The U.S. Court of Appeals in New York City on June 4 ruled that the Foreign Trade Antitrust Improvements Act (FTAIA) barred the antitrust claims of a Taiwanese electronics manufacturing company with facilities in China against a group of foreign competitors. In its decision, the court followed the Seventh Circuit’s recent decision in Minn‐Chem, Inc. v. Agrium, Inc., 683 F.3d 845, 2012-1 Trade Cases ¶77,943.
The judgment of the district court dismissing Lotes Co., Ltd.’s claims was affirmed, but on alternative grounds. Even if Lotes had alleged the statutorily required “direct, substantial, and reasonably foreseeable effect” on U.S. domestic or import commerce, any such effect did not [...]
The Federal Trade Commission will soon be back to having a full complement of five commissioners. Today, the U.S. Senate, by a vote of 95 to 1, confirmed Terrell McSweeny to fill a vacancy at the agency created by the departure of Jon D. Leibowitz more than a year ago. The term runs through September 26, 2017.
The White House announced the nomination of McSweeny in June 2013. Although her nomination was not controversial, her confirmation was delayed because the Senate failed to take a vote before year’s end. In November 2013, the Senate Commerce, Science, and Transportation Committee had voted to report the nomination to the full Senate; however, the nomination needed to be reconsidere [...]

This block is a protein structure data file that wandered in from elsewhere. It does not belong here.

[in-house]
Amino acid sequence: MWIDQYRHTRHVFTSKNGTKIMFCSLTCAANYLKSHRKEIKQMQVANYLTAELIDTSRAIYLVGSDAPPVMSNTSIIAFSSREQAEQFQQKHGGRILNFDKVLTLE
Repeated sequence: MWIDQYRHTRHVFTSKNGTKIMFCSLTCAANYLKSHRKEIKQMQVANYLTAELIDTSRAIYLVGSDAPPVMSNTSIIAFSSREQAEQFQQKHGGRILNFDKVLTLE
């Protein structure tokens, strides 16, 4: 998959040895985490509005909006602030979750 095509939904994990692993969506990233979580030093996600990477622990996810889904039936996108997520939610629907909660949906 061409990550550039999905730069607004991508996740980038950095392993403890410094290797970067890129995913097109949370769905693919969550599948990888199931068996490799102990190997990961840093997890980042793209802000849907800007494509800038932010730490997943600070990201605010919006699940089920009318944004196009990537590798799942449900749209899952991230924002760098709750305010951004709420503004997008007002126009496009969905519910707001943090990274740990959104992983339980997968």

In case you missed some of those morning sessions at the American Bar Association Section of Antitrust Law Spring Meeting last week, here are some of the highlights from the updates with federal and state enforcers.
Agency Update with the Deputy Assistant Attorneys General
There were some new faces on the panel this year at the Section’s annual update from the Department of Justice Antitrust Division. In addition to changes in leadership, over the last year the Antitrust Division has seen an increase in hiring that will support its continued enforcement activities, the enforcers reported during the March 26 session.
David Gelfand and Brent Snyder are the newest deputy assistant attorneys gen [...]
Within the span of about two weeks, each of the federal antitrust agencies has been handed a major win in their merger enforcement efforts.
Last Friday, it was the Federal Trade Commission’s turn. The U.S. district court in Boise ordered St. Luke’s Health System, Ltd.—the largest health care system in Idaho—to divest Saltzer Medical Group—the state’s largest independent, multi-specialty physician practice—after concluding that St. Luke’s 2012 acquisition of Saltzer violated Section 7 of the Clayton Act and the Idaho Competition Act. In that matter, the FTC and the State of Idaho joined a challenge initiated by private plaintiffs.
On January 8, the federal district court in San Fr [...]
A price fixing action filed by the State of Mississippi as the sole named plaintiff was not a “mass action” under the Class Action Fairness Act (CAFA), even though the state sought restitution for injuries suffered by its citizens, the U.S. Supreme Court decided last week in a unanimous decision, written by Justice Sonia Sotomayor. The Court reversed a decision of the U.S. Court of Appeals in New Orleans (701 F. 3d 796, 2012-2 Trade Cases ¶78,150). The High Court concluded that the case should have been remanded to state court (State of Mississippi v. AU Optronics Corp., Dkt. 12-1036).
The decision provides reassurance to state attorneys general that they can pursue state court actions agai [...]